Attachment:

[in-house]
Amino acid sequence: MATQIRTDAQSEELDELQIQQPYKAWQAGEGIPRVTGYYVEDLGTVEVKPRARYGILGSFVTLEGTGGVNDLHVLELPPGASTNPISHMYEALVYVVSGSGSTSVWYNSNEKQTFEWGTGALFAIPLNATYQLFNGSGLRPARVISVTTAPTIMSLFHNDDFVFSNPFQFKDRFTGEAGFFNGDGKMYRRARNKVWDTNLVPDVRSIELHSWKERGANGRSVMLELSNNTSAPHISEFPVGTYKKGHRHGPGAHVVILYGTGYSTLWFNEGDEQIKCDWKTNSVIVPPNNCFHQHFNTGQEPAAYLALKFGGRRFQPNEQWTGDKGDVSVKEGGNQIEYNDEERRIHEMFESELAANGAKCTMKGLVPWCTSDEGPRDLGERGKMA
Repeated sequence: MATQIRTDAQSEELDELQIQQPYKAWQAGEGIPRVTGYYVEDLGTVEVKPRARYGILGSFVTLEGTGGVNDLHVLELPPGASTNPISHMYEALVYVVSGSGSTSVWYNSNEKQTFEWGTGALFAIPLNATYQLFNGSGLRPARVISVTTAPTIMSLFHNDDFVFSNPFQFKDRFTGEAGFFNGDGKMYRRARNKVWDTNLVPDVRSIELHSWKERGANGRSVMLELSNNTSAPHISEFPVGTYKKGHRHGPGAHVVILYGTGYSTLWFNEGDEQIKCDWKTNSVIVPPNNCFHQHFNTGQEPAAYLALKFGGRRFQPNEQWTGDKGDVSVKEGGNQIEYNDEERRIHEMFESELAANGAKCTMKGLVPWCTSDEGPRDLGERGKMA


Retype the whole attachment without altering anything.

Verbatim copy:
[in-house]
Amino acid sequence: MATQIRTDAQSEELDELQIQQPYKAWQAGEGIPRVTGYYVEDLGTVEVKPRARYGILGSFVTLEGTGGVNDLHVLELPPGASTNPISHMYEALVYVVSGSGSTSVWYNSNEKQTFEWGTGALFAIPLNATYQLFNGSGLRPARVISVTTAPTIMSLFHNDDFVFSNPFQFKDRFTGEAGFFNGDGKMYRRARNKVWDTNLVPDVRSIELHSWKERGANGRSVMLELSNNTSAPHISEFPVGTYKKGHRHGPGAHVVILYGTGYSTLWFNEGDEQIKCDWKTNSVIVPPNNCFHQHFNTGQEPAAYLALKFGGRRFQPNEQWTGDKGDVSVKEGGNQIEYNDEERRIHEMFESELAANGAKCTMKGLVPWCTSDEGPRDLGERGKMA
Repeated sequence: MATQIRTDAQSEELDELQIQQPYKAWQAGEGIPRVTGYYVEDLGTVEVKPRARYGILGSFVTLEGTGGVNDLHVLELPPGASTNPISHMYEALVYVVSGSGSTSVWYNSNEKQTFEWGTGALFAIPLNATYQLFNGSGLRPARVISVTTAPTIMSLFHNDDFVFSNPFQFKDRFTGEAGFFNGDGKMYRRARNKVWDTNLVPDVRSIELHSWKERGANGRSVMLELSNNTSAPHISEFPVGTYKKGHRHGPGAHVVILYGTGYSTLWFNEGDEQIKCDWKTNSVIVPPNNCFHQHFNTGQEPAAYLALKFGGRRFQPNEQWTGDKGDVSVKEGGNQIEYNDEERRIHEMFESELAANGAKCTMKGLVPWCTSDEGPRDLGERGKMA